Romeo and Juliet by William Shakespeare

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97 ‘Herself pois’d with herself in either eye.’ – Much of the imagery in this part of the play revolves around eyes, seen both as the true seat of female beauty, and also as the means, via the gaze of the male, by which that beauty is judged. But the eyes, as Romeo has just said, can be ‘heretics’ and ‘liars’. Here Benvolio points out that Romeo could never have come to a true estimation of Rosaline’s beauty, since he has only seen her alone, where she can only be judged or weighed (‘pois’d’) against herself. The expression ‘in either eye’ can be roughly glossed as meaning ‘in every look you take’ (as there are no other women to look at): the idea seems to be that Romeo’s eyes constitute a set of scales used to weigh (here, to judge) such matters.

98 ‘that crystal scales’ – referring to Romeo’s eyes (see note above).

99 ‘Your lady’s love’ – an inversion: Benvolio means: ‘Your love for your lady.’

100 ‘well’ – meaning ‘good’ or ‘satisfactory’ here.

Act One, Scene Three

2 ‘Now by my maidenhead at twelve year old, I bade her come.’ – The emphasis needs to be on ‘bade’; the Nurse is telling Lady Capulet that she has already called Juliet, and she adds a comical oath –‘by my maidenhead at twelve year old’ – when even the Nurse would most likely be a virgin. The age is probably significant: the audience know that Juliet is one year older than twelve – an age when, as far as the nurse is concerned – she may be ready to lose her virginity. The bawdiness in the play is a constant undercurrent to the purity of Romeo and Juliet’s love.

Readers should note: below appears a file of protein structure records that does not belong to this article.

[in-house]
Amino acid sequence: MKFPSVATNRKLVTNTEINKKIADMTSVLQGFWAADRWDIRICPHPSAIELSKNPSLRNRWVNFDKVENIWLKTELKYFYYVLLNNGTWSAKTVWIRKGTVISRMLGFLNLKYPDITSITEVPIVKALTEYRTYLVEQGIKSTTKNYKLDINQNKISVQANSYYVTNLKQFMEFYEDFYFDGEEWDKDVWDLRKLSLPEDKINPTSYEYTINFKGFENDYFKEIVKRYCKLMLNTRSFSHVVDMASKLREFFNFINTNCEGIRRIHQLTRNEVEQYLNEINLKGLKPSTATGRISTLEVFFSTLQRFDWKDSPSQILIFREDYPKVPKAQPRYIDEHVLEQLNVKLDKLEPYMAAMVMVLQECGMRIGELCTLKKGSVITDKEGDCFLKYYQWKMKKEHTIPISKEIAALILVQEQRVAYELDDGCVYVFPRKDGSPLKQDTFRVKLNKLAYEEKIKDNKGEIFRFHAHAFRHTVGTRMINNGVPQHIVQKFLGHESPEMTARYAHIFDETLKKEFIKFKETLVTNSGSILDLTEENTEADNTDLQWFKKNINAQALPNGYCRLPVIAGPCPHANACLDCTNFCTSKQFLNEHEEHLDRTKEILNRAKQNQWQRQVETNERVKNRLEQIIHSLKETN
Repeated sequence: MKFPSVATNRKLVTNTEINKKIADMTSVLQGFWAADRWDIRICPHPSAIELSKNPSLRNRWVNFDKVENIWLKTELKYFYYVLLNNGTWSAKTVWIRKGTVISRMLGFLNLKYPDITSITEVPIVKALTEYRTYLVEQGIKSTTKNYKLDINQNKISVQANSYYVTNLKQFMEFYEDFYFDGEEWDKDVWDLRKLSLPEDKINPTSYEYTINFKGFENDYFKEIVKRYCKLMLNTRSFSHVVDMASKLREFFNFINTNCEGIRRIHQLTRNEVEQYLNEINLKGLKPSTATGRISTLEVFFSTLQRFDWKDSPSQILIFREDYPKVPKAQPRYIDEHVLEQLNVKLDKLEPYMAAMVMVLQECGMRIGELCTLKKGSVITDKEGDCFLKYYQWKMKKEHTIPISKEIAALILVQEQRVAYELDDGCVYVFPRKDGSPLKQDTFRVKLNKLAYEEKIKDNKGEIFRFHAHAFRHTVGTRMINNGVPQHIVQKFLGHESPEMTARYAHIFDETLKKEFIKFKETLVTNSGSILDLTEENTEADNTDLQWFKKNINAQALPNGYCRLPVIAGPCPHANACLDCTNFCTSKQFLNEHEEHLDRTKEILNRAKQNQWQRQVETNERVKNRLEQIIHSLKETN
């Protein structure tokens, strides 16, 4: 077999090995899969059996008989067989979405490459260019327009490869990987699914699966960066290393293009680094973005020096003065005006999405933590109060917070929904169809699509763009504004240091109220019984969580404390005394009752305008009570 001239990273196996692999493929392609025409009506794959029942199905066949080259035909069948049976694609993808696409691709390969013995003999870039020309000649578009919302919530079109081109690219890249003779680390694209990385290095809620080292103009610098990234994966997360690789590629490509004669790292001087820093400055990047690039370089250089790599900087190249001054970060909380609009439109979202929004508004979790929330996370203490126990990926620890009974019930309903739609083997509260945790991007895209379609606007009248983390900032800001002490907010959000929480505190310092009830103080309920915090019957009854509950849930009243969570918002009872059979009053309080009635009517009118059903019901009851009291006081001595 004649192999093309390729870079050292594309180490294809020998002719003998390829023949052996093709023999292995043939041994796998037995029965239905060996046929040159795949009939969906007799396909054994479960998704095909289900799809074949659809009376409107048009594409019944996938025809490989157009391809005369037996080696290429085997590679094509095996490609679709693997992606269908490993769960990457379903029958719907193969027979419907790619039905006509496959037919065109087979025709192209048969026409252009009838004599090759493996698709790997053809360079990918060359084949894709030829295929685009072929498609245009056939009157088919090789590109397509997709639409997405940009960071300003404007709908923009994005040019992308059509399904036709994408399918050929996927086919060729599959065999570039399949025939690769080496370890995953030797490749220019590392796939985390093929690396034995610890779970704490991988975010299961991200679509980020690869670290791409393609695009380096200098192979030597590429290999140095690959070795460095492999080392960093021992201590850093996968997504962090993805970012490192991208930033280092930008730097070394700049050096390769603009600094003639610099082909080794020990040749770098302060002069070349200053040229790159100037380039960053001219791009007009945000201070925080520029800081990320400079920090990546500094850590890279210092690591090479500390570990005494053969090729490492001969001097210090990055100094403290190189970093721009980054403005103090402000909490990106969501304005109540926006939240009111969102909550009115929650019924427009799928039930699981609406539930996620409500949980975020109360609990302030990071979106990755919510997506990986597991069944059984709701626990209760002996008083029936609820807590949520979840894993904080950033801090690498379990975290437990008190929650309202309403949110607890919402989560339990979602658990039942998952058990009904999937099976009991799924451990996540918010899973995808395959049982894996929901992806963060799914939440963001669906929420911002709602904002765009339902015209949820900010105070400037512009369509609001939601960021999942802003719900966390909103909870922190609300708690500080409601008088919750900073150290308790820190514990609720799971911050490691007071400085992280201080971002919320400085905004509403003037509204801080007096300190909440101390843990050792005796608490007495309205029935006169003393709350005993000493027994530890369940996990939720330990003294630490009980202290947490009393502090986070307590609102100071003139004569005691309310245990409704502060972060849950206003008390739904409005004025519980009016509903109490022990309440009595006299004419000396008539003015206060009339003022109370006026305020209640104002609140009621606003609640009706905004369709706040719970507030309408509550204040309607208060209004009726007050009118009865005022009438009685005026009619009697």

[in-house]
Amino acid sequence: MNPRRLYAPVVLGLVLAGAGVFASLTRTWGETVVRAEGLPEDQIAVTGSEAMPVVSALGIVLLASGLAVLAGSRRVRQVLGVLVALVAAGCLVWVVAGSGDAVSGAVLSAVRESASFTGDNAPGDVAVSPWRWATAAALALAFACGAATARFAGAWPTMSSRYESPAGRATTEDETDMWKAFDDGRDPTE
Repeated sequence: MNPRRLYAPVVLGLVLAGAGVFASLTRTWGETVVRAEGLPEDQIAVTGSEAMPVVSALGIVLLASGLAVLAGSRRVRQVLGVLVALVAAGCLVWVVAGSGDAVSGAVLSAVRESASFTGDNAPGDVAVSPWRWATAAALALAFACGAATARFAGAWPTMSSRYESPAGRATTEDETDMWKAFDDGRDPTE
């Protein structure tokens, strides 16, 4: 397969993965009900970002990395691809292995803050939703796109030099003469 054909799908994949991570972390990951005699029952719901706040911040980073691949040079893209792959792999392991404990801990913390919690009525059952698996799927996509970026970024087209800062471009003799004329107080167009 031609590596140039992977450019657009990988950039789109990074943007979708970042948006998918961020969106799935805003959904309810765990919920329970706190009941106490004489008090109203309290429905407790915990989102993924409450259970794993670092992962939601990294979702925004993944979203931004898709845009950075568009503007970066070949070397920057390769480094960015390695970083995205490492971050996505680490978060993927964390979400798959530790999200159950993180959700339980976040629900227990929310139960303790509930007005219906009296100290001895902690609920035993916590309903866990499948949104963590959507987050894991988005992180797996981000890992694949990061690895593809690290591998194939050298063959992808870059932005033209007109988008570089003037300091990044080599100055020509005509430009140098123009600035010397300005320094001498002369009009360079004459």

3 ‘ladybird’ – ‘sweetheart’. This probably doesn’t refer to the beetle, as that sense is first attested to over a century after Shakespeare. The difficulty with the meaning of ‘ladybird’ is caused by the Nurse’s immediate reaction to her use of the term: ‘God forbid.’ Could ‘ladybird’ have been a slang term for ‘prostitute’ or for something similarly derogatory? There is no evidence to support such a reading, but it seems in keeping with the Nurse’s general personality and choice of diction.

10 ‘of a pretty age’ – ‘of a good age’. The question of Juliet’s age has already been raised by the Nurse’s ‘at twelve year old’. As a young woman about to be a bride, Juliet should perhaps be spoken to by her mother alone; as a child, it makes sense for her beloved Nurse to be present. Lady Capulet’s change of mind about the Nurse hearing their discussion may well betray her own uncertainty about Juliet marrying so young – something about which her husband has already expressed his doubts. While girls could be married at twelve in Elizabethan England (and boys at fourteen), it was far from being usual. Most brides were about twenty-two or twenty-three.

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William Shakespeare